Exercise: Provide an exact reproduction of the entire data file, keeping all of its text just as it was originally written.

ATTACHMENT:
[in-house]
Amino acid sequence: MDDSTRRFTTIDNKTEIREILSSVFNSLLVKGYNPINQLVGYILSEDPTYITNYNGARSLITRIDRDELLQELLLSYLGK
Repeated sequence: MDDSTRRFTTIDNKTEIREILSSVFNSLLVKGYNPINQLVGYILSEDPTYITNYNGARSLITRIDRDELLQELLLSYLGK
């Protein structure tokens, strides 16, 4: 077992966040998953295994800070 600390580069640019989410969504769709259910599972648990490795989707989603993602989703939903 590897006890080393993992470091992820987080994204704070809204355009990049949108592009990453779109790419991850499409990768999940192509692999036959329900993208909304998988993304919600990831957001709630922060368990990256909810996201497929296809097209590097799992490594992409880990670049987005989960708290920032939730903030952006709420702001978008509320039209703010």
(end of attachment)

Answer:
[in-house]
Amino acid sequence: MDDSTRRFTTIDNKTEIREILSSVFNSLLVKGYNPINQLVGYILSEDPTYITNYNGARSLITRIDRDELLQELLLSYLGK
Repeated sequence: MDDSTRRFTTIDNKTEIREILSSVFNSLLVKGYNPINQLVGYILSEDPTYITNYNGARSLITRIDRDELLQELLLSYLGK
């Protein structure tokens, strides 16, 4: 077992966040998953295994800070 600390580069640019989410969504769709259910599972648990490795989707989603993602989703939903 590897006890080393993992470091992820987080994204704070809204355009990049949108592009990453779109790419991850499409990768999940192509692999036959329900993208909304998988993304919600990831957001709630922060368990990256909810996201497929296809097209590097799992490594992409880990670049987005989960708290920032939730903030952006709420702001978008509320039209703010």